There seems to be a lot of belief that only those with millions and millions of dollars of assets are the ones who need to do estate planning, and have it be complicated so the estate doesn’t have to pay any “death tax,” known as estate taxes, on the assets in the estate.
While estate planning is certainly important for those with significant assets, there is a level of importance for all estates, regardless of size. If you have a paycheck and some basic possessions, a spouse and/or children, then an estate plan would be a good idea.
After all, your estate is your legacy, no matter how modest it is. And if you are not able to use all your assets while you’re living, then why not hand down those assets to family members who could use them and pay them forward, as it were?
The goal of estate planning is not so much to skirt taxes, though that is helpful. The idea is to ensure a smooth transfer of assets to loved ones without the burden of legal issues and courtroom family dramas. An estate that is set up correctly will be stress-free, hassle-free and be a benefit to the family.
If you paid full attention to this article, you would think, “Is estate planning only for the affluent?”, and that you, the average American, would have no need for an estate plan because it’s made for the wealthy so they can avoid paying estate taxes. But estate planning is not a tool just for the wealthy. And in the long run, it is a process that is actually affordable for the average American, when compared to the legal headaches and costs of family members fighting over your assets that would be in dispute had an estate plan not been in place.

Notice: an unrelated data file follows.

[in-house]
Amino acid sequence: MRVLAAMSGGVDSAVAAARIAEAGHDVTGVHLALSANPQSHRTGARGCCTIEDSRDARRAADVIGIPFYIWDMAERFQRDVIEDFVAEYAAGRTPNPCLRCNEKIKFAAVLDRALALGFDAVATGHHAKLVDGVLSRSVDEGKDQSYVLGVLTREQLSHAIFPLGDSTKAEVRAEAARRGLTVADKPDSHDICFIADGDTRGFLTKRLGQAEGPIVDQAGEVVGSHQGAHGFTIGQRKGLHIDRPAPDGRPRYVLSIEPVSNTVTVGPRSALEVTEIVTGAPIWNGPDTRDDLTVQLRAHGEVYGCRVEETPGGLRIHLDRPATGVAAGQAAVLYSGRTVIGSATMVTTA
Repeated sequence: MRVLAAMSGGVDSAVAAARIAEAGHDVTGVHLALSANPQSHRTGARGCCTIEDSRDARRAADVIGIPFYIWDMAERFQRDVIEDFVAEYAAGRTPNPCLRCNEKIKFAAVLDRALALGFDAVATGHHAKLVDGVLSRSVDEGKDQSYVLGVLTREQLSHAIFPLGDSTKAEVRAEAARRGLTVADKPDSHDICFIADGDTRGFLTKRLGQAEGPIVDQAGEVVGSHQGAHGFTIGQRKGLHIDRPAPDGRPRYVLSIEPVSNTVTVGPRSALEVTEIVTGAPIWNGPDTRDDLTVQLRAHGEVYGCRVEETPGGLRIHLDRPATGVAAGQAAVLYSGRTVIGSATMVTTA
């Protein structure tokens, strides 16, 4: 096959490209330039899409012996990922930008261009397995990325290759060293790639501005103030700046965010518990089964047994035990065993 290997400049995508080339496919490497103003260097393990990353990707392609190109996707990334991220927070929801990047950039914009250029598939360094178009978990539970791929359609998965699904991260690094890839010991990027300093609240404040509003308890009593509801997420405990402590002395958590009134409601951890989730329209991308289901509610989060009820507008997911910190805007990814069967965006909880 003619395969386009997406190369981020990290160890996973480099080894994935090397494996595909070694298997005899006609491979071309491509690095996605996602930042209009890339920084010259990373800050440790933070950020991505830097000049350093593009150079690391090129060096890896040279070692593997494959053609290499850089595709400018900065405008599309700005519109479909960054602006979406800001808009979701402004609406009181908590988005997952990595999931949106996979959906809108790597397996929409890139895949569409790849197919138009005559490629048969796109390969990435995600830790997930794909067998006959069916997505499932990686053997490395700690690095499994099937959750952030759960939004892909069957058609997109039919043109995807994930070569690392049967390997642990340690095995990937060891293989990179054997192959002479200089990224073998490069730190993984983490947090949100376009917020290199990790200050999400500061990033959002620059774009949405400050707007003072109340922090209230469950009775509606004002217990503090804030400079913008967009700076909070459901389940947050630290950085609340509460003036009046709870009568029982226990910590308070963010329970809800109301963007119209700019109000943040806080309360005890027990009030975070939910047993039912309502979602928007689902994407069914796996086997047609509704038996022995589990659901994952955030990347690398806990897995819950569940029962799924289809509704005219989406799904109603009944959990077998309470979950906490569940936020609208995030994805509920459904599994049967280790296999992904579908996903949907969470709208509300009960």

The level of taxes the estate pays is a secondary consideration, but one that can be addressed by an experienced financial planner or certified elder-law attorney who knows the ways to create a seamless estate plan while mitigating the tax load on an estate regardless of size or complexity.
Oh sure, an estate can be complex with a lot of different trusts and insurance products to avoid all estate taxes. But what if the estate is hard to execute? Then the plan is self-defeating.
The ultimate goal should be to pass on your legacy as seamlessly as possible, and a certified elder-law attorney can be a big help in walking you through the necessary tools to ensure a proper and harmonious asset transfer through the members of your family. Your life and estate are supposed to be a blessing, not a curse.
So think very hard about your life. Do you have a paycheck? That income is an asset. Do you have a home, or cars, or rental property, or children, or jewelry? This can all be part of your estate. No matter if your net worth in negative due to debts or your net worth is in the millions, if you have any assets whatsoever, you owe it to yourself to create an estate plan with a professional who knows the various legal and financial angles of an estate plan and its various tools so you can protect and properly distribute your legacy to your family, increasing the blessings that you have given to your family throughout your life.